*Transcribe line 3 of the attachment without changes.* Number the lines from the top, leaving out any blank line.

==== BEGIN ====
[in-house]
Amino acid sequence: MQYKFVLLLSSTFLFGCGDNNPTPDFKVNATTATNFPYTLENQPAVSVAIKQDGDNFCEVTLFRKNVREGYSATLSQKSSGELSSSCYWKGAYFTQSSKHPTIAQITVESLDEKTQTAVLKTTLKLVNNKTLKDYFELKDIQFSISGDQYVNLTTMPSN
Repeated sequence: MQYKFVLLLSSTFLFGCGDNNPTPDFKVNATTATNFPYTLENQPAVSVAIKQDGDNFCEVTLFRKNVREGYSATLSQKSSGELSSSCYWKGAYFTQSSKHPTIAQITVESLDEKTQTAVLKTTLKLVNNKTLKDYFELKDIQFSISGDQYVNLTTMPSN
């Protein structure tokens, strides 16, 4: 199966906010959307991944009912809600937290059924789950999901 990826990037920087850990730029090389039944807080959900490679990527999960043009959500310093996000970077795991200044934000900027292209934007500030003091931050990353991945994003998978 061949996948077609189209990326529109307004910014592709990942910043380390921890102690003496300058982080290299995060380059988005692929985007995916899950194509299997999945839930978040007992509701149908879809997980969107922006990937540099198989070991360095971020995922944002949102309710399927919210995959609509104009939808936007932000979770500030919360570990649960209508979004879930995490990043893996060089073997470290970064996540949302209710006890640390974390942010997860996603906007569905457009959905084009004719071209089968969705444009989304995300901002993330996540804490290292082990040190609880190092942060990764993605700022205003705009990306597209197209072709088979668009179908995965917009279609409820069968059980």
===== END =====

Repeated sequence: MQYKFVLLLSSTFLFGCGDNNPTPDFKVNATTATNFPYTLENQPAVSVAIKQDGDNFCEVTLFRKNVREGYSATLSQKSSGELSSSCYWKGAYFTQSSKHPTIAQITVESLDEKTQTAVLKTTLKLVNNKTLKDYFELKDIQFSISGDQYVNLTTMPSN